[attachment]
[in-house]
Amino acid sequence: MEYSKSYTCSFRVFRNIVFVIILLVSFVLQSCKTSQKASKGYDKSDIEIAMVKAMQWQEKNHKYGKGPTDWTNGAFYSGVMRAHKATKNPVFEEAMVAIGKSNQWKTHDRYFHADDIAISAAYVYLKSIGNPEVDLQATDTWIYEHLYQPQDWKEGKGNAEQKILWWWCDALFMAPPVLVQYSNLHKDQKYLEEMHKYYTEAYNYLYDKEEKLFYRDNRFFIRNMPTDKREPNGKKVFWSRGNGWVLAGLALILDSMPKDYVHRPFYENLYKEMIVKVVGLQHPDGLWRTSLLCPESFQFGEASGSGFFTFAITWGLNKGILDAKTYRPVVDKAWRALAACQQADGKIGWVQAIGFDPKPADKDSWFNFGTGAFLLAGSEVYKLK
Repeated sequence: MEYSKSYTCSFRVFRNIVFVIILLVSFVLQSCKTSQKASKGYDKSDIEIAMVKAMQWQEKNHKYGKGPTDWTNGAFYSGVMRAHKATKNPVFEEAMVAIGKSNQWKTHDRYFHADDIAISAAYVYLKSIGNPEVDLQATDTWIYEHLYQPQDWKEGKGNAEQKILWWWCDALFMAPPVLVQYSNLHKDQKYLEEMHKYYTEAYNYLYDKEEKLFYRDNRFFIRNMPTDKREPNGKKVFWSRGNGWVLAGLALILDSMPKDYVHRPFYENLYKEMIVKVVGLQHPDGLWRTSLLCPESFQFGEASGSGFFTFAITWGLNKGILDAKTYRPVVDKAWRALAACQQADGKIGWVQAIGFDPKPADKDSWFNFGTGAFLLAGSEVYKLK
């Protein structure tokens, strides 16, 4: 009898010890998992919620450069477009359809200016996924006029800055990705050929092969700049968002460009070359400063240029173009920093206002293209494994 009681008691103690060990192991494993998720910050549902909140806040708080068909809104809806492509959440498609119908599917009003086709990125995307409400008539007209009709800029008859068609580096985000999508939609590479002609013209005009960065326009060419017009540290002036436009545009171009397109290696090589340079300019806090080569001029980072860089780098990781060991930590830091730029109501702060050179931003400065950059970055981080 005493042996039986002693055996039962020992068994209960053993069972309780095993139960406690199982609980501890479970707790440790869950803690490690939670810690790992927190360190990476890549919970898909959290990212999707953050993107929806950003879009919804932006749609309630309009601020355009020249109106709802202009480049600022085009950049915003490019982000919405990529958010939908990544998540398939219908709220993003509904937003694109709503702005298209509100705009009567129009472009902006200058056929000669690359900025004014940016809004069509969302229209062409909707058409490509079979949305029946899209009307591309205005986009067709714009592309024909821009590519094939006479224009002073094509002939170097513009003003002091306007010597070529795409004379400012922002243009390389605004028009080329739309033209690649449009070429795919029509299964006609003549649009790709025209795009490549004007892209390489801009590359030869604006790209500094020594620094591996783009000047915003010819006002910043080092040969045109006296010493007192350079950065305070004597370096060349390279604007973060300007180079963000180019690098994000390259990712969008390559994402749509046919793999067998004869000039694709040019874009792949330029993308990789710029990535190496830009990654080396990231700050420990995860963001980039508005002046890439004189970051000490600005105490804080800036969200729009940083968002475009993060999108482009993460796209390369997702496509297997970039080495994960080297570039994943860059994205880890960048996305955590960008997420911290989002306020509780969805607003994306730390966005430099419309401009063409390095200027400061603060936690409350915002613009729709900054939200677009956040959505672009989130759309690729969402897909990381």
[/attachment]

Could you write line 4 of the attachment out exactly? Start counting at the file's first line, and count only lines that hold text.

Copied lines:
């Protein structure tokens, strides 16, 4: 009898010890998992919620450069477009359809200016996924006029800055990705050929092969700049968002460009070359400063240029173009920093206002293209494994 009681008691103690060990192991494993998720910050549902909140806040708080068909809104809806492509959440498609119908599917009003086709990125995307409400008539007209009709800029008859068609580096985000999508939609590479002609013209005009960065326009060419017009540290002036436009545009171009397109290696090589340079300019806090080569001029980072860089780098990781060991930590830091730029109501702060050179931003400065950059970055981080 005493042996039986002693055996039962020992068994209960053993069972309780095993139960406690199982609980501890479970707790440790869950803690490690939670810690790992927190360190990476890549919970898909959290990212999707953050993107929806950003879009919804932006749609309630309009601020355009020249109106709802202009480049600022085009950049915003490019982000919405990529958010939908990544998540398939219908709220993003509904937003694109709503702005298209509100705009009567129009472009902006200058056929000669690359900025004014940016809004069509969302229209062409909707058409490509079979949305029946899209009307591309205005986009067709714009592309024909821009590519094939006479224009002073094509002939170097513009003003002091306007010597070529795409004379400012922002243009390389605004028009080329739309033209690649449009070429795919029509299964006609003549649009790709025209795009490549004007892209390489801009590359030869604006790209500094020594620094591996783009000047915003010819006002910043080092040969045109006296010493007192350079950065305070004597370096060349390279604007973060300007180079963000180019690098994000390259990712969008390559994402749509046919793999067998004869000039694709040019874009792949330029993308990789710029990535190496830009990654080396990231700050420990995860963001980039508005002046890439004189970051000490600005105490804080800036969200729009940083968002475009993060999108482009993460796209390369997702496509297997970039080495994960080297570039994943860059994205880890960048996305955590960008997420911290989002306020509780969805607003994306730390966005430099419309401009063409390095200027400061603060936690409350915002613009729709900054939200677009956040959505672009989130759309690729969402897909990381």